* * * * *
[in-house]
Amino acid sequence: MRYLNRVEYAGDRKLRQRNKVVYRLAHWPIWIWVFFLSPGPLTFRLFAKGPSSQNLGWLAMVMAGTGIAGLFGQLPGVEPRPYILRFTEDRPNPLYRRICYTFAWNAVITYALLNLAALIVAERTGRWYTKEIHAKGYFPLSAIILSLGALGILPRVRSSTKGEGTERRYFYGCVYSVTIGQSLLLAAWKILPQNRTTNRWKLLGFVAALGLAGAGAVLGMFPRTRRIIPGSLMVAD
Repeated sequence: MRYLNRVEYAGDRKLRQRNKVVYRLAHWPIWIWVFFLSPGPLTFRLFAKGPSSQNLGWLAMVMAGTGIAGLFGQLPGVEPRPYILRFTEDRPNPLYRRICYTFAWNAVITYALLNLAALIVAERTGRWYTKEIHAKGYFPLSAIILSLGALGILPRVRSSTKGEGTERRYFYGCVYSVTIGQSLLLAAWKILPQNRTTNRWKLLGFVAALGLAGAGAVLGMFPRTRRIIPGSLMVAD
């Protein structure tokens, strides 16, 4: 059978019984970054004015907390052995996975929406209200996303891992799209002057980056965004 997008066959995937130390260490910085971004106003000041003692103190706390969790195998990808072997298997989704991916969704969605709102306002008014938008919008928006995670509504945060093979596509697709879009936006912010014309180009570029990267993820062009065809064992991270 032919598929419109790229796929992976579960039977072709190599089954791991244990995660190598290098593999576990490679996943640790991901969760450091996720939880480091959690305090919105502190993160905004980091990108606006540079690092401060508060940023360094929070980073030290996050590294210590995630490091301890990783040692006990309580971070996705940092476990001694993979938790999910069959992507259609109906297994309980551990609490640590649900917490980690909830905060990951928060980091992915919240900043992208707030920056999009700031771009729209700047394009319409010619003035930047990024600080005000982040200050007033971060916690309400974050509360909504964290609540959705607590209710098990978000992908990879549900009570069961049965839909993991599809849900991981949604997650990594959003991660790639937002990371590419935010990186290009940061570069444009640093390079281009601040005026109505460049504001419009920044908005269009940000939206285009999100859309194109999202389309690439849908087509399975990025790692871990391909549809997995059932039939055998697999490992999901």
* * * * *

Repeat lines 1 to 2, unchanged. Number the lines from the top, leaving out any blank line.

[in-house]
Amino acid sequence: MRYLNRVEYAGDRKLRQRNKVVYRLAHWPIWIWVFFLSPGPLTFRLFAKGPSSQNLGWLAMVMAGTGIAGLFGQLPGVEPRPYILRFTEDRPNPLYRRICYTFAWNAVITYALLNLAALIVAERTGRWYTKEIHAKGYFPLSAIILSLGALGILPRVRSSTKGEGTERRYFYGCVYSVTIGQSLLLAAWKILPQNRTTNRWKLLGFVAALGLAGAGAVLGMFPRTRRIIPGSLMVAD